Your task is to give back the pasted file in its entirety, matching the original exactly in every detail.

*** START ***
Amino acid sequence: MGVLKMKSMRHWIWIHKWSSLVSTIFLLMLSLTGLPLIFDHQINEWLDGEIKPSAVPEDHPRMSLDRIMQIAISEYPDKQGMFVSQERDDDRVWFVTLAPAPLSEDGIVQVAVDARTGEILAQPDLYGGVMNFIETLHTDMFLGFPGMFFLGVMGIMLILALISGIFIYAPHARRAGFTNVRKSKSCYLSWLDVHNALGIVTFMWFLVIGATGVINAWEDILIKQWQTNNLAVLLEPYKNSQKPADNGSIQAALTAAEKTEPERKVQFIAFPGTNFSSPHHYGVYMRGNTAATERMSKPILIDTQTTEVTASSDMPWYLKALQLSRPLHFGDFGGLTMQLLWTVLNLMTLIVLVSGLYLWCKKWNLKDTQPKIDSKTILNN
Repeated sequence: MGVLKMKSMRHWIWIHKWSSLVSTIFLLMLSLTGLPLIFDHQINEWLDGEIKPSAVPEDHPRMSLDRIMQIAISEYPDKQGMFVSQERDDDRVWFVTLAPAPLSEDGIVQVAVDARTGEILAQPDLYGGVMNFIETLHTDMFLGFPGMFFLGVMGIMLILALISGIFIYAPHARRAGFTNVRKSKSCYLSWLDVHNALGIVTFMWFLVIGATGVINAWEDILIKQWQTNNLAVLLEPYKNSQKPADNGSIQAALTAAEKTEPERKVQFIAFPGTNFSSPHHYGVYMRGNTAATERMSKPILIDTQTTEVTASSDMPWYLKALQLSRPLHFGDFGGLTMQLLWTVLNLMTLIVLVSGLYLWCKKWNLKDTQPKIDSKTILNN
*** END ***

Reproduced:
Amino acid sequence: MGVLKMKSMRHWIWIHKWSSLVSTIFLLMLSLTGLPLIFDHQINEWLDGEIKPSAVPEDHPRMSLDRIMQIAISEYPDKQGMFVSQERDDDRVWFVTLAPAPLSEDGIVQVAVDARTGEILAQPDLYGGVMNFIETLHTDMFLGFPGMFFLGVMGIMLILALISGIFIYAPHARRAGFTNVRKSKSCYLSWLDVHNALGIVTFMWFLVIGATGVINAWEDILIKQWQTNNLAVLLEPYKNSQKPADNGSIQAALTAAEKTEPERKVQFIAFPGTNFSSPHHYGVYMRGNTAATERMSKPILIDTQTTEVTASSDMPWYLKALQLSRPLHFGDFGGLTMQLLWTVLNLMTLIVLVSGLYLWCKKWNLKDTQPKIDSKTILNN
Repeated sequence: MGVLKMKSMRHWIWIHKWSSLVSTIFLLMLSLTGLPLIFDHQINEWLDGEIKPSAVPEDHPRMSLDRIMQIAISEYPDKQGMFVSQERDDDRVWFVTLAPAPLSEDGIVQVAVDARTGEILAQPDLYGGVMNFIETLHTDMFLGFPGMFFLGVMGIMLILALISGIFIYAPHARRAGFTNVRKSKSCYLSWLDVHNALGIVTFMWFLVIGATGVINAWEDILIKQWQTNNLAVLLEPYKNSQKPADNGSIQAALTAAEKTEPERKVQFIAFPGTNFSSPHHYGVYMRGNTAATERMSKPILIDTQTTEVTASSDMPWYLKALQLSRPLHFGDFGGLTMQLLWTVLNLMTLIVLVSGLYLWCKKWNLKDTQPKIDSKTILNN